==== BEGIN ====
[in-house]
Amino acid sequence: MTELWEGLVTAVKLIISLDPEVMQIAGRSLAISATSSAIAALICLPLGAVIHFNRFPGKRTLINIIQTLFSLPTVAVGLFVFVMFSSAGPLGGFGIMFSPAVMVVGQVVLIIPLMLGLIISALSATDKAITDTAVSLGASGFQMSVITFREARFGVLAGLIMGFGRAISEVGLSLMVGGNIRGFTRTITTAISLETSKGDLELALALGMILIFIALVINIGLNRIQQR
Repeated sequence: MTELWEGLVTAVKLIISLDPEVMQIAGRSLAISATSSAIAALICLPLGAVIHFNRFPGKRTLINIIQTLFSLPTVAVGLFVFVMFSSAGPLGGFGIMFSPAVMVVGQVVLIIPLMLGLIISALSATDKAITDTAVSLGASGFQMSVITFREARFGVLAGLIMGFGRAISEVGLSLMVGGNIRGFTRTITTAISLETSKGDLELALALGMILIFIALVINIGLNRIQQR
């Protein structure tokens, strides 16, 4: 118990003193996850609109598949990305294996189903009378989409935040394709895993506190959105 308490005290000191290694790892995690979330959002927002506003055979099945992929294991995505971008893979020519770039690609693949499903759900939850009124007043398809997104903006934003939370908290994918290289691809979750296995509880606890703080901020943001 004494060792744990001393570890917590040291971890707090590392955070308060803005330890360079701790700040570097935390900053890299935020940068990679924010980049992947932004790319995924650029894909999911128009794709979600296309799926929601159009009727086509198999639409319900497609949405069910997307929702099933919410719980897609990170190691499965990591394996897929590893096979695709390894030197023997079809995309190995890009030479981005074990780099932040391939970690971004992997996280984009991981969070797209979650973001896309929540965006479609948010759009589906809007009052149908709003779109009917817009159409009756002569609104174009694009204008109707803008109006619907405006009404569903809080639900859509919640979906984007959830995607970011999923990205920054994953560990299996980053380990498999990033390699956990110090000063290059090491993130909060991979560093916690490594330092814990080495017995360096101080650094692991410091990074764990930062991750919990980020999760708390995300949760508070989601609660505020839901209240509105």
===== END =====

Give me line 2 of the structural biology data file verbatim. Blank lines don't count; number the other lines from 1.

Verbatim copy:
Amino acid sequence: MTELWEGLVTAVKLIISLDPEVMQIAGRSLAISATSSAIAALICLPLGAVIHFNRFPGKRTLINIIQTLFSLPTVAVGLFVFVMFSSAGPLGGFGIMFSPAVMVVGQVVLIIPLMLGLIISALSATDKAITDTAVSLGASGFQMSVITFREARFGVLAGLIMGFGRAISEVGLSLMVGGNIRGFTRTITTAISLETSKGDLELALALGMILIFIALVINIGLNRIQQR